The Palmetto State’s first-in-the-South voting status carries a big role in the national presidential primaries, but all that influence disappears once a nominee is chosen. South Carolina has reliably voted Republican in the past eight general elections, and that tradition will likely continue this November.
Now that local races are mostly locked up, South Carolina political operatives finding themselves with little to do before the general election heats up are migrating north — to a state that is very much still in play this fall.
In 2008, the Obama campaign won North Carolina by only 14,000 votes. The state is expected to be even tougher for the president to win this time around after scandals and setbacks suffered by North Carolina Democrats in the past three years. The decision to host the Democratic National Convention in Charlotte — not to mention the Obama family’s multiple vacations to Asheville since moving into the White House — show just how important the campaign considers North Carolina’s 15 electoral votes.
Republican field hands are flocking north from the Palmetto State to work on the fall campaign. The SCGOP has pledged to send 1,000 activists to North Carolina to make phone calls to voters, knock on doors put up yard signs supporting Mitt Romney.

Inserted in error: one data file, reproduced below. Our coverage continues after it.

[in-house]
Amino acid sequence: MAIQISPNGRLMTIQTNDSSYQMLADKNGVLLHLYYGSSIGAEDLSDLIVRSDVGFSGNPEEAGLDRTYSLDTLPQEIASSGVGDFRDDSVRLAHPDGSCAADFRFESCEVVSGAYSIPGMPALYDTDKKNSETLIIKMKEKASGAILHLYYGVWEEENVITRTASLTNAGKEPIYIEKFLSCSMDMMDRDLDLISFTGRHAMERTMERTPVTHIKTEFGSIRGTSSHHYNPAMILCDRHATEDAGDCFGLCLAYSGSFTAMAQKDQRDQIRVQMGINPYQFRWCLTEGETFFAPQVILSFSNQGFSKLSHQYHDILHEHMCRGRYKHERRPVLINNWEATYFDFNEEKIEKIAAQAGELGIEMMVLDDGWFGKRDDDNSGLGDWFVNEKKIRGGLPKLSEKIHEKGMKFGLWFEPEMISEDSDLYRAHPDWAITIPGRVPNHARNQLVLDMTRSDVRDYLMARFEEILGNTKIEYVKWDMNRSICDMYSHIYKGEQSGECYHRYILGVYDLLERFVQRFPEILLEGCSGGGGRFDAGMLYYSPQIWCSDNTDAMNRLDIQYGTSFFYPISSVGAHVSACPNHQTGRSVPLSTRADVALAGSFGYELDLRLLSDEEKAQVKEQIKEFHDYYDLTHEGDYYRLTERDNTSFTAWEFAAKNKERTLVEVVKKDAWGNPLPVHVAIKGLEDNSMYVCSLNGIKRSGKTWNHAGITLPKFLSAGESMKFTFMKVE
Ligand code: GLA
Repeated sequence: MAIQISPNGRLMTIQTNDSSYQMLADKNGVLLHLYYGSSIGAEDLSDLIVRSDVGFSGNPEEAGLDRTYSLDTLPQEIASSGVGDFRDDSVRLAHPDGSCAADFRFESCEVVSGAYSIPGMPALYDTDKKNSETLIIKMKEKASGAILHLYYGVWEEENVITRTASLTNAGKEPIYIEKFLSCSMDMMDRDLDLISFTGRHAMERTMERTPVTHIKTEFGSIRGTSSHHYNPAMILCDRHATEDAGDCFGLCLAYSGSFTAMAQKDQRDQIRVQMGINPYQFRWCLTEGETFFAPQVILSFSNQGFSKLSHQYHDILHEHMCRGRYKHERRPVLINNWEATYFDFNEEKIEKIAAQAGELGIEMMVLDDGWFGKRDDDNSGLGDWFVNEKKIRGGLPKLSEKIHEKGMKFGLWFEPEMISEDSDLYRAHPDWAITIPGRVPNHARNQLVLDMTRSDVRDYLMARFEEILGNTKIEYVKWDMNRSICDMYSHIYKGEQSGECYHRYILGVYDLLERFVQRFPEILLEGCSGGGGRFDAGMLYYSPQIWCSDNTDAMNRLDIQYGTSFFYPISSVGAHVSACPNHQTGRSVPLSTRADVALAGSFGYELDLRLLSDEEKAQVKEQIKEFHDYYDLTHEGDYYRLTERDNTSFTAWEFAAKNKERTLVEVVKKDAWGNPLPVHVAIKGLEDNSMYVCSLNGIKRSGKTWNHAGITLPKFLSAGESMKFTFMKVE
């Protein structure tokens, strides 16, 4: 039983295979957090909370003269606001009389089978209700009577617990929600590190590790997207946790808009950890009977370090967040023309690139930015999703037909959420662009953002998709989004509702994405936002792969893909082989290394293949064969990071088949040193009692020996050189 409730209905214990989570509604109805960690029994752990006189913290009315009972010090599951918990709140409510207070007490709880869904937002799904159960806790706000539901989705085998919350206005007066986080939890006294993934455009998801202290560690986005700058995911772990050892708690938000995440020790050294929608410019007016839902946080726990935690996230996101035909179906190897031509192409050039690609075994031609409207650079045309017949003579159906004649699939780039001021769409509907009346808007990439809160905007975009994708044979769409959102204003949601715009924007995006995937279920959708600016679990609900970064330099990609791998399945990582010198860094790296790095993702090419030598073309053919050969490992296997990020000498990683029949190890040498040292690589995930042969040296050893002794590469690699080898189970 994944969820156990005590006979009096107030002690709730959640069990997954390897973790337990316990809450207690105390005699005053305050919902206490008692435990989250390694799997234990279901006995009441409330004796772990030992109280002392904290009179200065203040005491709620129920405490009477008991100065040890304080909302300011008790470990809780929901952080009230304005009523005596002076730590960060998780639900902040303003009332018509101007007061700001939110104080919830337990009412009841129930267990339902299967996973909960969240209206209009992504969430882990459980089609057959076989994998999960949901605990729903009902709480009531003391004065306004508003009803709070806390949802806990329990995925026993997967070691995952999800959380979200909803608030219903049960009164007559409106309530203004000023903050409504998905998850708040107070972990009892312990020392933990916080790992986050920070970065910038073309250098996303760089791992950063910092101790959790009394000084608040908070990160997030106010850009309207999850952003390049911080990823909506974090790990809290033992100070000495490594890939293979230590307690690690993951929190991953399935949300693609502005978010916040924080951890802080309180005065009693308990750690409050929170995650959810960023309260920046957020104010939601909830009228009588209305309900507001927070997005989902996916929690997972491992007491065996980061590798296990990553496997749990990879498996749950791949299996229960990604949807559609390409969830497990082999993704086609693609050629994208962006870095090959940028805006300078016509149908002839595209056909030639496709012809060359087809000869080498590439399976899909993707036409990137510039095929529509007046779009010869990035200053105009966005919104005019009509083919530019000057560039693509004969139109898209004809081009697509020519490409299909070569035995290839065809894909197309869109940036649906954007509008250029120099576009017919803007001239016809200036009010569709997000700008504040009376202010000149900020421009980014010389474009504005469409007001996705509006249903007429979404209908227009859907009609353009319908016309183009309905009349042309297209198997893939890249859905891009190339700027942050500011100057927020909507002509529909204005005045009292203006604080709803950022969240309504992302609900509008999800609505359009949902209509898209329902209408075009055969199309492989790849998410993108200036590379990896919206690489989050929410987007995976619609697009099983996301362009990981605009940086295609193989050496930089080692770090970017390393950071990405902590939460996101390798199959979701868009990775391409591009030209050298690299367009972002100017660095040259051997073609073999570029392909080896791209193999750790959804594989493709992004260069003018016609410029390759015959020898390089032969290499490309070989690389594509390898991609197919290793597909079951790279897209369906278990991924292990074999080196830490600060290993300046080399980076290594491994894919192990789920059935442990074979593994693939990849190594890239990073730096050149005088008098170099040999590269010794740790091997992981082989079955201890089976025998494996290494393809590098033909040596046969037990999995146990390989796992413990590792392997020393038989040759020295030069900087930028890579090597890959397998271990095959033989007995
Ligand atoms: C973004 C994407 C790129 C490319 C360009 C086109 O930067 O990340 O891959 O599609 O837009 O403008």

“South Carolina is not a battleground state, but our close proximity to North Carolina provides our volunteers the unique opportunity to make a big difference in what will be a crucial battleground state and the home of the Democratic National Convention,” SCGOP Chair Chad Connelly said back in May.
Palmetto State political operatives are also working on down-ballot campaigns in North Carolina. Charleston-based Democratic operative Lachlan McIntosh is the new spokesman for U.S. Rep. Mike McIntyre, who faces a tough reelection bid against Republican state Sen. David Rouzer. McIntosh had been helping run Ted Vick’s campaign for South Carolina’s 7th District seat, but we all know how that turned out.
It remains to be seen whether the emphasis Democrats are placing on North Carolina will pan out as far as election results are concerned. Political guru Larry Sabato told the Charleston Post & Courier that holding the 2008 Democratic convention in Denver helped such a GOP stronghold like Colorado go blue, though he believes it will be harder for the president to do the same in North Carolina this year.